The ethical principles of Freemasonry seem to be mostly in alignment with humanist ethics, and it appears to actively promote the moral and ethical development of it members. For example, within Masonic lodges, members often participate in educational activities and discussions focused on moral and ethical topics. Lectures and presentations may cover a wide range of subjects related to personal development and virtuous living. If this is the case, it may be doing more than organised humanism to promote the moral and ethical development of its members. Humanism rarely does this in any systematic way, beyond the repetition of catchy slogans such as "Good without God" and "Think for Yourself, Act for Everyone". But Freemasonry's insistence on belief in a deity, despite its theological permissiveness, is obviously a stumbling block for the vast majority of humanists. Its fraternal nature, based on sex-segregation, might still have wide appeal but it appears antiquated and sexist. Secrecy and rituals are ancient and perhaps harmless devices for creating a sense of belonging to a group or a cult. But it's understandable that these aspects of Freemasonry have generated suspicion. Humanism, by way of contrast, is based on openness and rationality – not mysteries and rituals.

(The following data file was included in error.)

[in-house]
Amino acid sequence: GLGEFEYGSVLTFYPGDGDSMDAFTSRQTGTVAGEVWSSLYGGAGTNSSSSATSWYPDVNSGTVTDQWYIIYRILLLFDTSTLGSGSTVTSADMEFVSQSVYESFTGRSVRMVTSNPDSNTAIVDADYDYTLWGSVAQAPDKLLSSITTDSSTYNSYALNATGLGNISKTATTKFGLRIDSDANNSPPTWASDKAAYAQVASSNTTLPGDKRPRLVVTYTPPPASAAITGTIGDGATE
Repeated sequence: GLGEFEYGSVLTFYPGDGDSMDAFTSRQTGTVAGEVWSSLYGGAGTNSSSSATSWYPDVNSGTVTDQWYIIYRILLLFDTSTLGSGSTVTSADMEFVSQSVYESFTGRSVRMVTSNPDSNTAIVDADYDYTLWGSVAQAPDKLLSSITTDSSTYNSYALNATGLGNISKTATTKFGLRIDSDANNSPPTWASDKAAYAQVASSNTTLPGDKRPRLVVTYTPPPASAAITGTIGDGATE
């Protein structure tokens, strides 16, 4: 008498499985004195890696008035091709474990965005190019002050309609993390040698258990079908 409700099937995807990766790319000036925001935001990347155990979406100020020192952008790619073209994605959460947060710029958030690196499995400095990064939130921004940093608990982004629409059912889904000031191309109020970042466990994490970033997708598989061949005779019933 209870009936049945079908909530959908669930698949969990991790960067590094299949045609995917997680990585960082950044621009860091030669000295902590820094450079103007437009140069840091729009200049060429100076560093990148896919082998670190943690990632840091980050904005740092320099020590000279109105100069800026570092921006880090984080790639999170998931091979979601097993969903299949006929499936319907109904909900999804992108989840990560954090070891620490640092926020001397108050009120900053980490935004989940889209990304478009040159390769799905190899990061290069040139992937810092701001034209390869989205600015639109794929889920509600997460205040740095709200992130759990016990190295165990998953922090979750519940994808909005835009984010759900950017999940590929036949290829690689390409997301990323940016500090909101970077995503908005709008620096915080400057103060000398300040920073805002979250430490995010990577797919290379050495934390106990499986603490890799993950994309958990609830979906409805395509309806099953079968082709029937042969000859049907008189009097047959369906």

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10 дек. 2023 г.


The traditional initiation ceremony includes a blood oath to retain masonic secrets on pain of having their hearts ripped out, which is why the left breast is exposed during the ceremony.

The main problem with masonry is the inter-connection between criminals, police officers and court officials (including lawyers and judges) within lodges.

Masonry is like a golf club membership but with the added masonic imprint on top.

Compatible with humanism? Absolutely not!


01 дек. 2023 г.

Absolutely not ! To suggest a crooked secret club for old men is compatible with Humanism is the most bonkers idea I've heard all year. Having met many Freemasons and visited a large city lodge I can tell you they are not Humanists.